Still life with a peeled lemon, a pewter to the left, a roomer, a bread, a crab, a wine glass and a columbine cup on a table with a white wrinkled table cloth
Roelof Koets
Haarlem 1592/93 – 1655 Haarlem
W x H
93 x 70cm
Work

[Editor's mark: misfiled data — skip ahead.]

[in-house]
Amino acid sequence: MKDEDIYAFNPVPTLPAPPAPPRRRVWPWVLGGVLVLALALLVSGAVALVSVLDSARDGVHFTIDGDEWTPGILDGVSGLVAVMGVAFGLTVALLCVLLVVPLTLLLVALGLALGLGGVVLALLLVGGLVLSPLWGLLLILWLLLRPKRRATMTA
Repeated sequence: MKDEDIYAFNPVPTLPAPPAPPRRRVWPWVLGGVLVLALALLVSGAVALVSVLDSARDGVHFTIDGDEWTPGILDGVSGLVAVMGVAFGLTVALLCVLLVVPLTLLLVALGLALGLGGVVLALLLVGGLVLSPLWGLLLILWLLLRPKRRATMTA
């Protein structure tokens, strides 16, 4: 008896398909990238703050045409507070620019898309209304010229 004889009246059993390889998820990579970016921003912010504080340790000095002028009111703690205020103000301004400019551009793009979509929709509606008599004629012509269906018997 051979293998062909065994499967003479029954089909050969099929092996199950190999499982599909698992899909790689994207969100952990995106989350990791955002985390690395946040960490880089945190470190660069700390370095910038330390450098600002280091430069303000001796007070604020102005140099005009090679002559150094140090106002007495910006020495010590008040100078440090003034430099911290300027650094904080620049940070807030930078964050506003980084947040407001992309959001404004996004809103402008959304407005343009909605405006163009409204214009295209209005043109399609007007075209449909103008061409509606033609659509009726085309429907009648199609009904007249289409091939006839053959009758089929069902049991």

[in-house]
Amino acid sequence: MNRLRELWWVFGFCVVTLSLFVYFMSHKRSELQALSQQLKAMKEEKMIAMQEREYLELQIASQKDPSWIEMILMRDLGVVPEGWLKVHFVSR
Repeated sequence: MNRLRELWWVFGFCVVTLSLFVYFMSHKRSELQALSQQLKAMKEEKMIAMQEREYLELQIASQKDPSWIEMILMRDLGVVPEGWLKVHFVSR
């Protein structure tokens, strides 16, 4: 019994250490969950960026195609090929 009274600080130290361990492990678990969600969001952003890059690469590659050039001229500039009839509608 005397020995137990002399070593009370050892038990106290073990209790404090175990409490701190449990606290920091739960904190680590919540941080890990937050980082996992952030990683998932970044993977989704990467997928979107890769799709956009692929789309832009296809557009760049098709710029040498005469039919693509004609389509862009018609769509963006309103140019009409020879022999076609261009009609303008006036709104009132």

This still life is strongly reminiscent of the work of Pieter Claesz. from around 1650, but the execution is not entirely up to his stand- ard. The handling of the white cloth, however, and that of the nuts and the crab come quite close. A very similar small silvergilt-cup appears in a still life attributed to Claesz. and Roelof Koets (as such in M. Brunner-Bulst, Pieter Claesz. [...], 2004, cat. no. 201, dated to 1652/53). It may well be, however, that that painting is by Koets alone. Roelof Koets is something of a cameleon in his work. In the second half of the 1620s, he painted several compositions in the manner of the Haarlem nestor of still-life painting, Floris van Dijck (1574/75-1651). Subsequently, he specialized in painting fruit, mainly grapes and vine, and apples, in a soft, almost trans- parent manner, which subject he also contributed to still lifes by Pieter Claesz. From c. 1640 on, he also painted still lifes that mim- icked the style, handling, and compositions of Pieter Claesz. A signed example in which he combined his characteristic fruit with a Claesz.-type still life is in the Memphis Brooks Museum of Art, and another example, with a crab and a lemon very similar to those in the present painting, was with Lawrence Steigrad in New York in 2006. An interesting feature in this still life is the lemon, which appears to have been peeled left-handed. Almost all lemons in Pie- ter Claesz.’s still lifes have been peeled in that way, which suggests that the artist was probably left-handed. In other still lifes by Koets, lemons are usually peeled right-handed, but in this still life and in the signed example in Memphis they are not, which shows his de- pendence on Claesz’s model. Attributed to Roelof Koets by Dr. Fred Meijer (2018). Oil on panel.